the Arctic was a fashionable destination this summer. A team of Russian researchers planted their country's flag there in August. The Canadians went there, so did the Danes, even India sent an expedition recently. The Indians, though, do not claim any slice of the Arctic; not so far, at least. But Canada, Denmark, Norway, Russia and the us do, and there is every chance that imperialist designs over the North Pole have been rekindled.
The issue of who owns the Arctic has long been regarded as academic since the region is locked in year-round impenetrable ice. But with global warming thinning the ice-caps, the matter has vaulted to prominence. What seems like an ungainly dash to claim a slice of the North Pole has underlying reasons. The steady shrinkage of polar ice-caps is making hitherto inaccessible oil deposits much easier to get at. The steep rise in energy commodity prices has changed the economics of difficult searches for oil, gas and minerals. There is also the question of control over some formerly ice-bound shipping lanes.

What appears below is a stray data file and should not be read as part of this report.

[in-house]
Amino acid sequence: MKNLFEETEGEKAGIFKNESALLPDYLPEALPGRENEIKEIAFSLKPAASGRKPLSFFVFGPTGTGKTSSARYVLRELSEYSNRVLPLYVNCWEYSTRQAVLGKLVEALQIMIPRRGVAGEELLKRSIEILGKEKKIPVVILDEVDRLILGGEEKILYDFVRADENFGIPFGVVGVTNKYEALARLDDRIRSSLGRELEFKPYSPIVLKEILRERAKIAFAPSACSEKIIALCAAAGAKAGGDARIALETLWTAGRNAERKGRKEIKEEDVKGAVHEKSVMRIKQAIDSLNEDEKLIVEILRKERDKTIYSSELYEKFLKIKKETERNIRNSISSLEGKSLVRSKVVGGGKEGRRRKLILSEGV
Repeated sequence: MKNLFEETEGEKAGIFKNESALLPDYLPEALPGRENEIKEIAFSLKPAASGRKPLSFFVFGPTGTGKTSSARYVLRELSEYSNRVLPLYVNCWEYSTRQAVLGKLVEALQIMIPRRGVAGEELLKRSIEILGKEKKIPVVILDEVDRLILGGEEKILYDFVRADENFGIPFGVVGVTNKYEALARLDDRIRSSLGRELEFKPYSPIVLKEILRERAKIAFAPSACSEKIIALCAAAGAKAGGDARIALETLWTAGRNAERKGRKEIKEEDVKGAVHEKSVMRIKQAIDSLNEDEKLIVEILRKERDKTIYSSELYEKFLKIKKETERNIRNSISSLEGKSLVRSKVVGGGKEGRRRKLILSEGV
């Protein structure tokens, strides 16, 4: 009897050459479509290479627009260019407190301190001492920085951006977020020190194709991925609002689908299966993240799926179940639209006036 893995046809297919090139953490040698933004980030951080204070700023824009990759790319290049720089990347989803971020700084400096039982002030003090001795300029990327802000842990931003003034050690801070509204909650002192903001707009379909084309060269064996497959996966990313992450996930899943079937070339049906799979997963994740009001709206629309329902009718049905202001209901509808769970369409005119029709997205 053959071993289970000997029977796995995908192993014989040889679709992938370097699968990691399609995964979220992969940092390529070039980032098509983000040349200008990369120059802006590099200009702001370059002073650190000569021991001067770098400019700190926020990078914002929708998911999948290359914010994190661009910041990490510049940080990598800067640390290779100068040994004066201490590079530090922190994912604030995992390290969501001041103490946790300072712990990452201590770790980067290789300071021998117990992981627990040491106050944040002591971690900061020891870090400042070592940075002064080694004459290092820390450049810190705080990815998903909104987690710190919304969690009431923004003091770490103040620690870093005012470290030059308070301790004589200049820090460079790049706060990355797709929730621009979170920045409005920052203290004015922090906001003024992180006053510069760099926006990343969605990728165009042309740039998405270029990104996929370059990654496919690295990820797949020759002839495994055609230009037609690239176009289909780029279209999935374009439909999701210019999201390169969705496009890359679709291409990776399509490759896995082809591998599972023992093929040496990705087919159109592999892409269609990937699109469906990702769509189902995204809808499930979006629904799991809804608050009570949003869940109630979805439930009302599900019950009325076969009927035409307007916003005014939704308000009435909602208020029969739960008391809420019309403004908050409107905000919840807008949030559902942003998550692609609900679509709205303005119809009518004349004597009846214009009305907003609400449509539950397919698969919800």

In 2001, Russia submitted documents to the un Convention on the Law of Sea claiming that the Losmonov Ridge, in the Arctic Ocean, is actually an extension of the Siberian continental shelf and should therefore be treated as Russian territory. The case was rejected. Its recent expedition is believed to have been aimed at getting data to further the old case. The Danes, however, also claim the ridge since it is connected to Greenland--which is under Danish sovereignty. Canada has announced a slew of measures to safeguard its Arctic claims.
This cacophony of claims should keep international negotiators busy for decades. But any country that wants to make a claim under the un Convention of the Law of the Sea must do so within a decade of ratifying it. Russia's deadline is 2009. Denmark must set out its case by 2010 and Canada by 2013. The us has not ratified the convention, apprehending loss of sovereignty. But the Bush administration wants to sign up to the convention and start making the us case.
Despite the appearance of a free-for-all today, governments and scientists still co-operate over the Arctic. The Canadians help the Danish, and the Russian expedition had a Swede and an Australian. The fact is that no nation can conquer the Arctic on its own. But is that only for the time being?
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